What's new (and perennially important) in supplier prequalification

 

Far from being a hurdle or formality, effective supplier pre-qualification can mean the difference between the success or failure of a contract.

Seasoned procurement professionals know that business vetting can be the most important step to protecting finances, minimising the risk of accidents and optimising results.

Here’s a look at what’s new – and what’s perennially important – in supplier pre-qualification:

Pre-qualification questionnaire

In public sector procurement, a new Selection Questionnaire replaced the standard PQQ in September 2016, with Crown Commercial Service (CCS) changing the form to align with the European Single Procurement Document (ESPD).

Removing some questions from the previous version, the new one includes questions on supply chain management, Modern Slavery Act compliance, skills development and apprenticeship initiatives and previous contract performance.

Among other things, this means that suppliers have to describe how they manage performance across the supply chain and if they pay suppliers within 30 days of an invoice being presented, in line with the UK Prompt Payment Code.

Corporate procurement teams should have a standardised form that ensures suppliers are determined on the same criteria as each other. Areas usually included are safety history, company culture, financial stability and insurance requirements.

By understanding suppliers’ last three years of safety statistics for example, buyers can help teams across the business to agree expectations and measure performance over the life of the contract.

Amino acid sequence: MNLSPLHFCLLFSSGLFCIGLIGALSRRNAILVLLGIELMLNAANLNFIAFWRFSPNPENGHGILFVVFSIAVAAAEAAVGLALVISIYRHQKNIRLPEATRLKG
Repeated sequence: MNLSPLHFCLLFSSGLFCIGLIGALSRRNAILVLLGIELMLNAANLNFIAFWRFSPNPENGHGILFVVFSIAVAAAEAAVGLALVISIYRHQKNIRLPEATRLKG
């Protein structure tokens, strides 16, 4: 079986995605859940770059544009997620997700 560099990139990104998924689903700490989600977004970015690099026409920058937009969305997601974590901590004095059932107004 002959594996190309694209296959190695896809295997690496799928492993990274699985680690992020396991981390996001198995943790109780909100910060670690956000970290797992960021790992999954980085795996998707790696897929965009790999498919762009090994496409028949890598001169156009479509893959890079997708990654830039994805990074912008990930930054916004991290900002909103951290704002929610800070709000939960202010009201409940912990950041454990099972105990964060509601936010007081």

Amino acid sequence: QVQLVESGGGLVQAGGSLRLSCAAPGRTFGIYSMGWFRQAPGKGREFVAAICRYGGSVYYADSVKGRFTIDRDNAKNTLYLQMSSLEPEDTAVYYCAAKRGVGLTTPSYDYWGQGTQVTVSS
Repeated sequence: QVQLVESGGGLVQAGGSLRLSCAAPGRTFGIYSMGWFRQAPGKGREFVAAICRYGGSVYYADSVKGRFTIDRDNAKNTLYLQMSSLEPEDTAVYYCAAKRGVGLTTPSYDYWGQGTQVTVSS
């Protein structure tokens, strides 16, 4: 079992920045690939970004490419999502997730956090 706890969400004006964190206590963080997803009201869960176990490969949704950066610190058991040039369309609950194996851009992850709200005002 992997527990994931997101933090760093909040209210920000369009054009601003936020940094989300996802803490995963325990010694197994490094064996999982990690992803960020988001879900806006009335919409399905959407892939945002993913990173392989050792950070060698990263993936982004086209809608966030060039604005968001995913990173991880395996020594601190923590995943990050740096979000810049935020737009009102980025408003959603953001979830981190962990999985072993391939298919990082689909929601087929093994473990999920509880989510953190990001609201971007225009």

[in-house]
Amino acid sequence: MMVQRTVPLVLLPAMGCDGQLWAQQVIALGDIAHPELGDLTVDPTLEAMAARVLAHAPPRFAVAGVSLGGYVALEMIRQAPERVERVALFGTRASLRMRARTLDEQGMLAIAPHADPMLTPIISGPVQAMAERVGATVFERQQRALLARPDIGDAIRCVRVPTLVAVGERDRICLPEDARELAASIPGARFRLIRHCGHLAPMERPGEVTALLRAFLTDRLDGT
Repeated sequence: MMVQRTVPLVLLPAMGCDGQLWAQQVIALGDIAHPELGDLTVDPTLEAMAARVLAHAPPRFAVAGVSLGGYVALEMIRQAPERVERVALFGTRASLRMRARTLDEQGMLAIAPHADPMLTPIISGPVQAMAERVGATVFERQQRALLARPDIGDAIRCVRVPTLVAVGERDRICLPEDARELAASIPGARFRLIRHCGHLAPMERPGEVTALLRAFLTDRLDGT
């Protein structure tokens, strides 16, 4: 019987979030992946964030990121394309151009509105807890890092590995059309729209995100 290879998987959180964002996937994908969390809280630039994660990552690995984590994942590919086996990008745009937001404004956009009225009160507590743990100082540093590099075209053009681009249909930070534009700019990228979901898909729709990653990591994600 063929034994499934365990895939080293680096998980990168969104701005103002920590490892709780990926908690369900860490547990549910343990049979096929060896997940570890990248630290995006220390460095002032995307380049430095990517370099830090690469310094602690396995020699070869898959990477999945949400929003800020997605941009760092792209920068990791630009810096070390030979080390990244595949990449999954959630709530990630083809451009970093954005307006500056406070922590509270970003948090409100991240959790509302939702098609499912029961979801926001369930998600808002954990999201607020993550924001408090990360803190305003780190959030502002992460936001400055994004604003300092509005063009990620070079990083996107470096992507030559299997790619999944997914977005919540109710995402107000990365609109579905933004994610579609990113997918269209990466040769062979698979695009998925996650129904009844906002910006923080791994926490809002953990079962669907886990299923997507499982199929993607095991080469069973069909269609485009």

What lies beyond?

Digging deeper than PQQ required paperwork and certifications will help procurement professionals see more. More subjective areas like work history, staff retention and past performance will help to establish the bigger picture.

Working with organisations such as SSIP (Safety Schemes in Procurement) can help to ensure the right safety standards are in place, simplify the process and encourage mutual recognition of member schemes, but the Health and Safety Executive stresses that procurement teams should go on to scrutinise skills, track record and organisational capabilities.

Visits

Part of reducing risk can often involve visiting suppliers’ premises, inspecting equipment,  premises and operations and getting a true understanding of how it functions day to day. If the procurement team and relevant departments from the contracting business have made separate visits, this can provide reassurance that suppliers have been objectively assessed on the ground from all perspectives, providing an additional layer of security to the vetting process.

Consider quality of engagement

Think about the level of engagement needed to secure the best possible outcome. There is a case for pre-qualification to be minimal in a number of circumstances, but businesses need to consider the potential impact on relationships with suppliers.

There has been recent disquiet about a growing use of open tenders, which allow any company to submit a bid for a project without going through an initial prequalification process. This can see too many would-be suppliers involved in the same bid.

The Civil Engineering Contractors Association has also highlighted problems such as poor engagement with bidders, poor tender documents and disproportionate quality bid requirements. Although this can cut the time and cost of PQ, it can mean poorer quality supplier engagement.

Get past cost

Going beyond cost can be immeasurably helpful in ensuring the right supplier is chosen. More effective, safer suppliers are likely to be sourced when procurement helps to invest in and support their safety procedures and future work opportunities.

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